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8-SISTER-ONLINE

Sisters spread the Word on social media

AMANDA CONNELLY looks at the increasing popularity of a very modern, online approach to evangelisation

TECHNOLOGY and social media have become massive parts of our everyday lives— so big, in fact, that we often forget how much of a role they have to play in our day-to-day existence. How many of us have found ourselves absentmindedly scrolling through our Facebook or Twitter feeds, refreshing our Instagram, or keeping our phones glued to our sides waiting on the latest ping of a text or WhatsApp message to come through?

In today’s world, the message given to us on the need for consumption has developed a fear of missing out.

As we become more engrossed in who’s retweeted or liked our latest status, it is perhaps easy for many to become more interested in the word of the neighbour two-doors-down, or the biggest celebrity of the minute, instead of the Word of God. Yet with the online world such an integral part of many lives, in a planet that becomes ever smaller, enter social media’s latest sign-up: the Catholic Sister.

In a new, modern approach to evangelisation, religious sisters across the world have taken to social media to proclaim the good news, giving a fascinating insight for Catholics and non-Catholics alike into what life is like as a religious woman, and to encourage prayer… all with good Faith, and a dash of humour.

Chicago-based nun Sr Helena Burns is a member of the Daughters of St Paul, and arguably one of the most followed religious women on Twitter.

With more than 27,000 followers, @SrHelenaBurns is proof that despite the increasing secularisation of society, perhaps too the spiritual can still penetrate through this to make a home in today’s world. Posting on topics as far-reaching as theology of the body, philosophy and proof of the existence of God, to her love for coffee and a game of hockey, Sr Helena doesn’t seem like your average nun.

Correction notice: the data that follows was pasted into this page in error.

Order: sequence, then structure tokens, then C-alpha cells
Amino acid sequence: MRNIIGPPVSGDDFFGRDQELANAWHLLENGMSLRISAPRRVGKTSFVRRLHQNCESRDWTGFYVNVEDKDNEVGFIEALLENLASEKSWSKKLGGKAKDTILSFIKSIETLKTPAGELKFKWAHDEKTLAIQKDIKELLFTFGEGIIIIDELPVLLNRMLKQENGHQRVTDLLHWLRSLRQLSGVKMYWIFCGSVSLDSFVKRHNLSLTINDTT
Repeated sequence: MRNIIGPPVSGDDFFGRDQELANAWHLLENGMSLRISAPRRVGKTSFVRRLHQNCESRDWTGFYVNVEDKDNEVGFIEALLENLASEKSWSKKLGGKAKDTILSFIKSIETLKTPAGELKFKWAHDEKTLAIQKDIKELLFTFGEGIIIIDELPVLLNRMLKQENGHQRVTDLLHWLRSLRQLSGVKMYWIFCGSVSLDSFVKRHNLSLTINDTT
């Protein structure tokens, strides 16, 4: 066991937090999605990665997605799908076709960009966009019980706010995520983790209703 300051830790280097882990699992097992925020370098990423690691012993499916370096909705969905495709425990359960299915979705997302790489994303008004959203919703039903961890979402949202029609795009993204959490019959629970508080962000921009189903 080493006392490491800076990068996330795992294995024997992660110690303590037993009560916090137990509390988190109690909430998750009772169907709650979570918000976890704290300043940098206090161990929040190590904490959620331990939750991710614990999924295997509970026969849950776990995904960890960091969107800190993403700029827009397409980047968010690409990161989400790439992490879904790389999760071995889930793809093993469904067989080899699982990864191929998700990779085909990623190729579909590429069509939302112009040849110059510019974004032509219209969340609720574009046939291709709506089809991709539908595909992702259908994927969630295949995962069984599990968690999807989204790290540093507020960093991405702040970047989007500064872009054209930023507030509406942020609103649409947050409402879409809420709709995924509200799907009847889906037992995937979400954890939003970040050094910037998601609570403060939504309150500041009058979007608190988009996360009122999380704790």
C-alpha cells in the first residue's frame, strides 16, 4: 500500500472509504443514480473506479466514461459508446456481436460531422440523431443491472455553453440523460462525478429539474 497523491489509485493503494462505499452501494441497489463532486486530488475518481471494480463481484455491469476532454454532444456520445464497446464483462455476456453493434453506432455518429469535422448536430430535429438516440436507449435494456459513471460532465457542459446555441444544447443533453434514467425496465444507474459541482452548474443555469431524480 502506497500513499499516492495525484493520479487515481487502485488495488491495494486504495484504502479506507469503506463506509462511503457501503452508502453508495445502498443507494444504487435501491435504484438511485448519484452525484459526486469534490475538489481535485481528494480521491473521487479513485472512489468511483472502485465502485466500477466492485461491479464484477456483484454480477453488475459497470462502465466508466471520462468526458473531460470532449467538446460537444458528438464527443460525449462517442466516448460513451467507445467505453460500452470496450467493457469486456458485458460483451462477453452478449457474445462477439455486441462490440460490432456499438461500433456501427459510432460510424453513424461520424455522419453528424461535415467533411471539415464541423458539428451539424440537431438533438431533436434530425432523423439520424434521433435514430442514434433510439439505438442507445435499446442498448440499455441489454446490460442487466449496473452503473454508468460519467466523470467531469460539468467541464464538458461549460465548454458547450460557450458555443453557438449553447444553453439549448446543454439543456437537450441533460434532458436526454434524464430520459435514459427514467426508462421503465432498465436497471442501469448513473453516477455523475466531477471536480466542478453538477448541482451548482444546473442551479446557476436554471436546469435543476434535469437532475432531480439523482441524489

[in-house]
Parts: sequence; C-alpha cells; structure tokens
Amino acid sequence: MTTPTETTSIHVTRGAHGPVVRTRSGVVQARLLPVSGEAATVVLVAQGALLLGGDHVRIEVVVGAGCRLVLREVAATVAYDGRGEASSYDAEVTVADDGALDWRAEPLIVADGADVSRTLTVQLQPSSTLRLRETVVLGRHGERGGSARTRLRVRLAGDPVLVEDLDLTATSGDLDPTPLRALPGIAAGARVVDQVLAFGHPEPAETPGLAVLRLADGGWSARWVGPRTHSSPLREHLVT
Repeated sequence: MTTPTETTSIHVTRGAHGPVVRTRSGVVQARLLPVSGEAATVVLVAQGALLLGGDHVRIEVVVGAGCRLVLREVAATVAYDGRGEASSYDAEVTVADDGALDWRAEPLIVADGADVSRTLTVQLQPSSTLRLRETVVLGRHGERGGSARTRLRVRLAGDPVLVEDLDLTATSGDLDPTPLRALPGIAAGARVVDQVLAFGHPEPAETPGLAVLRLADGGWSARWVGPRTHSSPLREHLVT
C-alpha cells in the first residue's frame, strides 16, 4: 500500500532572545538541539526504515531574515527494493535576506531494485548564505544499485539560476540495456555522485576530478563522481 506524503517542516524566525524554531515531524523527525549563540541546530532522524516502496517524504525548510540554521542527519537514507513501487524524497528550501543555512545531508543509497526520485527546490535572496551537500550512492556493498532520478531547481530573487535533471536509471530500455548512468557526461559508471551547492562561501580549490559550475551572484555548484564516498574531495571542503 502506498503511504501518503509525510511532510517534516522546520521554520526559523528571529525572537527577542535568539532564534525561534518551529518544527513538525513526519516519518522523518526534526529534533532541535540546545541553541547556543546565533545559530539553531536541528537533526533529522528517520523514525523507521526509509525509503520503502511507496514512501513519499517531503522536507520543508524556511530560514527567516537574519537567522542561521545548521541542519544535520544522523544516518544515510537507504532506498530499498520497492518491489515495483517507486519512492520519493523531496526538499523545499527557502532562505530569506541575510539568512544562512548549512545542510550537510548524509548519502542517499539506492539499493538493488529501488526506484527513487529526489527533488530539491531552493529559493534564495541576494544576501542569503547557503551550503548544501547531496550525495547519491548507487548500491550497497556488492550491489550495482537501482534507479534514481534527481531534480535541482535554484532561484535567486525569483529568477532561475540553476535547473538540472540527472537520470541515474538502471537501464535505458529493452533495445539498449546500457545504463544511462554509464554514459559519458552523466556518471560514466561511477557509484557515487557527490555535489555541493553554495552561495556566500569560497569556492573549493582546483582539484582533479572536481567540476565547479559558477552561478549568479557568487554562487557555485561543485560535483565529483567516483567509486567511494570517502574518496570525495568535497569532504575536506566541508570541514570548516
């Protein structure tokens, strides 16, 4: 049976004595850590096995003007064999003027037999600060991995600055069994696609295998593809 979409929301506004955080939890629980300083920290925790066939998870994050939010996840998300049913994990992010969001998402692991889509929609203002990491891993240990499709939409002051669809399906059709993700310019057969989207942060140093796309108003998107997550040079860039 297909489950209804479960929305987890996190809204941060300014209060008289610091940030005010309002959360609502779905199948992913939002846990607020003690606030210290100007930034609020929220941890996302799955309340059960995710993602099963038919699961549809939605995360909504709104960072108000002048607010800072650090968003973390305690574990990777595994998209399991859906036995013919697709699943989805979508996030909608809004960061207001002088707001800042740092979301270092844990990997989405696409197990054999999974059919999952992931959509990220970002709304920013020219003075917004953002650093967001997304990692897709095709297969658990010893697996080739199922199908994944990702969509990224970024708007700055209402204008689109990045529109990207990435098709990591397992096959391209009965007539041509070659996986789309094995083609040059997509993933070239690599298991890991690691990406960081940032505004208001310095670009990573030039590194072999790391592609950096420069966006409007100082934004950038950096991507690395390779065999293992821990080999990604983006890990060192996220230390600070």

And yet her self-confessed social media addiction is breaking the mould on our perceptions of what it means to be a member of a religious order, and allows God’s love and word to permeate a corner of the world that may not have been so easily reached before.

“I try to really keep up with the comments on my blog, and also Twitter and Facebook,” Sr Helena said in an interview with The Atlantic. “I’m also on Instagram and Vine a little bit. How I do it is during the day, while I’m doing my other work, I’ll keep zipping over to social media.”

The Daughter of St Paul sister, whose Order’s mission focuses on using media more effectively within the Church, sees her social media usage, including posting films on YouTube, as the perfect way to engage others with God.

“I want to use the latest, most modern, most efficacious media and media technology to reach the greatest number of people with the Holy Spirit,” she said.

 

Electronic evangelisation

Albeit a perhaps unconventional image of how a nun’s life might be, Sr Helena is by no means alone in her electronic evangelisation. In fact, she is just one of a number of religious sisters—young, and not-so-young—using social media for the benefit of bringing God closer to the online community. Hopping over to Instagram, snap-happy Catholics can pour over @happynun1, a group of Salesian Sisters who catalogue both their spiritual and social lives for all the world to see.

Their Instagram handle certainly rings true, as the beaming faces of the nuns and those they work with bounce back at you from your screen.

The nuns are frequently seen socialising with young people, attending various events, and along with a fantastically comical puppet of a Salesian Sister—dressed in full habit—that accompanies them on many of their Instagramming adventures, it’s an attractive image for girls considering answering a call from God to the consecrated life.

A far cry from the perceived stereotype of life as a religious, their social media antics offer a new perspective on the Order, one that can surely only positively encourage vocations in young people. With the number of young women answering a call to a religious vocation smaller than is needed, social media’s nuns are offering an alternative and innovative way to give girls an insight into life as a religious sister.

 

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